Once restaurant design was simple: a bunch of nice-looking tables and chairs – usually by Thonet and his imitators – a few gingham tablecloths, and a handful of wilting carnations in Perrier bottles.
Equipping the mega-restaurants of the Nineties is a more demanding task – and proprietors are increasingly bringing in the work of artists to provide visual diversion while punters toy with pan-seared tunas.
The key name to drop is Quo Vadis, the revamp of the old Soho restaurant which recently opened with food by Marco-Pierre White and decor by Damien Hirst; already the major art-restaurant of the times. So grand is it that it can afford to take a distinctly back seat approach to publicity and doesn’t allow photographs of its Hirst-designed bar. Bank, meanwhile, is another recently opened mega-restaurant with murals that invite the phrase “Edward Hopper-esque”.
For some time, restaurants such as the Groucho Club (from where a painting was recently thrown out of the window by novelist and restaurant critic Will Self for offending his sensibilities) have staged lesser art exhibitions, often offering the work for sale. It’s a benign way of filling the walls that gains the eaterie, inter alia, a bit of the kudos of the patron. But now restaurants are leading with art; their collections part of their marketing armoury.
Quo Vadis is not the first time Hirst has been involved in the ancillary aspects of restaurant design. Oliver Peyton’s Atlantic Bar and Grill in Piccadilly Circus has wine labels design by Hirst. Indeed, the restaurant has blazed the art trail with work by Peter Doig, Mat Collishaw, current Turner Prize holder Douglas Gordon and even Jake and Dinos Chapman, best known for their penis-sprouting mannequins.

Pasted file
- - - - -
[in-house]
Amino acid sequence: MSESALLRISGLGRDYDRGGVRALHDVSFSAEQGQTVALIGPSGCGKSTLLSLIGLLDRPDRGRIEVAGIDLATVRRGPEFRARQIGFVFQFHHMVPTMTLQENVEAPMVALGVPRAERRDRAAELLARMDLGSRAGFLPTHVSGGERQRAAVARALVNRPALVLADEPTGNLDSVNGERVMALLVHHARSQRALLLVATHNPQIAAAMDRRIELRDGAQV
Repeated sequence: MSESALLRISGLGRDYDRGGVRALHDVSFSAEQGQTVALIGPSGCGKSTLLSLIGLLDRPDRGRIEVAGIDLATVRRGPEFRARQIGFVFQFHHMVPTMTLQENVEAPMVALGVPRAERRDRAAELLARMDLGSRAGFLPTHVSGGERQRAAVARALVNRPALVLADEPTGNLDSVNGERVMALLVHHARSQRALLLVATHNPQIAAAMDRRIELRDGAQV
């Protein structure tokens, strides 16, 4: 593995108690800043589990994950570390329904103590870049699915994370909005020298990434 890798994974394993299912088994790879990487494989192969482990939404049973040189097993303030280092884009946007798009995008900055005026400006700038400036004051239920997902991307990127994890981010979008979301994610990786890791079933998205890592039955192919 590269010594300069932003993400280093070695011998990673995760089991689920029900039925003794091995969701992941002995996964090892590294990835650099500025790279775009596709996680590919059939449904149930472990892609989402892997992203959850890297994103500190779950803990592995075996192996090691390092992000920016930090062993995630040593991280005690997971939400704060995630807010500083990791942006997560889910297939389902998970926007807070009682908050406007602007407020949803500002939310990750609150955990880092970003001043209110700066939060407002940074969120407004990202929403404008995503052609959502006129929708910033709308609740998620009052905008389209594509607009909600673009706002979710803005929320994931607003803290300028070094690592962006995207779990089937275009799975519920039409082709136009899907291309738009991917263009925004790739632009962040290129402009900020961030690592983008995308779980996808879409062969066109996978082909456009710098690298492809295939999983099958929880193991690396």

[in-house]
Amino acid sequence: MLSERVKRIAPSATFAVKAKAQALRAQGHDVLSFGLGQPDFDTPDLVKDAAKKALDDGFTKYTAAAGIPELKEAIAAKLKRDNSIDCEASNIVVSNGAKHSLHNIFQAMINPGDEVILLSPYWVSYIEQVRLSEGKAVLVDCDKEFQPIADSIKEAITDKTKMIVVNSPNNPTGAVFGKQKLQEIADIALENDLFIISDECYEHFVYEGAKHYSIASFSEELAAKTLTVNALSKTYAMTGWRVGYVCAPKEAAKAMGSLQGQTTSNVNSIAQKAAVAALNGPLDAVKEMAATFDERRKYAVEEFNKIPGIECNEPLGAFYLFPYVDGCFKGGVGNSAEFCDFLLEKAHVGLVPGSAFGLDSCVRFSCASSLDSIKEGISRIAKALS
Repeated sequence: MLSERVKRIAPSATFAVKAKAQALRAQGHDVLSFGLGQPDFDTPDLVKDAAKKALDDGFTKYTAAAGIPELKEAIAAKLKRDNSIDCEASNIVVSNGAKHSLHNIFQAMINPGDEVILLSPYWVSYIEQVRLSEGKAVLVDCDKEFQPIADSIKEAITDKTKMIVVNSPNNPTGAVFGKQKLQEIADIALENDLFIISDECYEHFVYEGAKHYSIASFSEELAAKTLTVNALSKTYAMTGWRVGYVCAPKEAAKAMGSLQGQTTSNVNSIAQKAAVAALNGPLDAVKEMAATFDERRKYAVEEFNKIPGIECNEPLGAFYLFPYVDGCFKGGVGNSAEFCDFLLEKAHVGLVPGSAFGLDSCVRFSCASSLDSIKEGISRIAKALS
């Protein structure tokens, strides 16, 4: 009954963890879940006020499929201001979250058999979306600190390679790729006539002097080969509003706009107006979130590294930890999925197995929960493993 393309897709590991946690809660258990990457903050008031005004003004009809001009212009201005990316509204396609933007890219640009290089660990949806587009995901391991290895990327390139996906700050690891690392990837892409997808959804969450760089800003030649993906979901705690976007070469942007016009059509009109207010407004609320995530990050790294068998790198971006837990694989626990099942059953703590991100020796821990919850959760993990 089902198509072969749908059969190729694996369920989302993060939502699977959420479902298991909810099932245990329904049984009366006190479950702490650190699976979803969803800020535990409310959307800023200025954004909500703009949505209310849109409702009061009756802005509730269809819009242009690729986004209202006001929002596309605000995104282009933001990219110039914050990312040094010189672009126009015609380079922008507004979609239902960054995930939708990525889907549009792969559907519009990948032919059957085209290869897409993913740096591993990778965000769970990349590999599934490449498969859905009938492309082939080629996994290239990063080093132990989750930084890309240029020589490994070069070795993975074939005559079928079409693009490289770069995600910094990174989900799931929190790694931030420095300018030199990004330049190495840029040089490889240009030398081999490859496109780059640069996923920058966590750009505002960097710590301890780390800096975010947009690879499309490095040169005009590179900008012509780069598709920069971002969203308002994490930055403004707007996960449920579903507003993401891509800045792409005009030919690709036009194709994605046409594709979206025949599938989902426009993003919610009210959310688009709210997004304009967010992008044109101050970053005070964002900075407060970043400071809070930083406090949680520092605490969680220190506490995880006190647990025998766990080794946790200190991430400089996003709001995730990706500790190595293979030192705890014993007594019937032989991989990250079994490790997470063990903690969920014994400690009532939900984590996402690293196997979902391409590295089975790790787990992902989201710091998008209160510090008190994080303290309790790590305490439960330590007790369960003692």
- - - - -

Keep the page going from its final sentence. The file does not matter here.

Hirst also has exhibited work in Green Street, the restaurant-cum-dining club in Mayfair, where the old owner Orlando Campbell did contra deals of food and wine in exchange for art – a recklessly Bohemian attitude that recalls the original art restaurant, the Colomb d’Or hotel in the south of France, which features works by masters such as Matisse and Picasso. It’s said that the artists offered paintings in lieu of payment; if it was as expensive as the current prices they might well have got the better deal.
People visit the Colomb d’Or just for the art, and the same may start happening here, with restaurants becoming galleries where you can eat and gaze upon art – some preferring a particular style. Antonio Carluccio’s Neal Street Restaurant, for example, is known for having Pop Art by the likes of Stephen Buckley and Joe Tilson, while The Ivy, the smart restaurant in Covent Garden, has works by elder Brit artists Howard Hodgkin and Allen Jones. Perhaps we should rejoice at this growing seam of patronage, for it seems that art and food are two main pillars in regenerated, late-Nineties London. And maybe artists should be taking their slides to restaurateurs rather than galleries.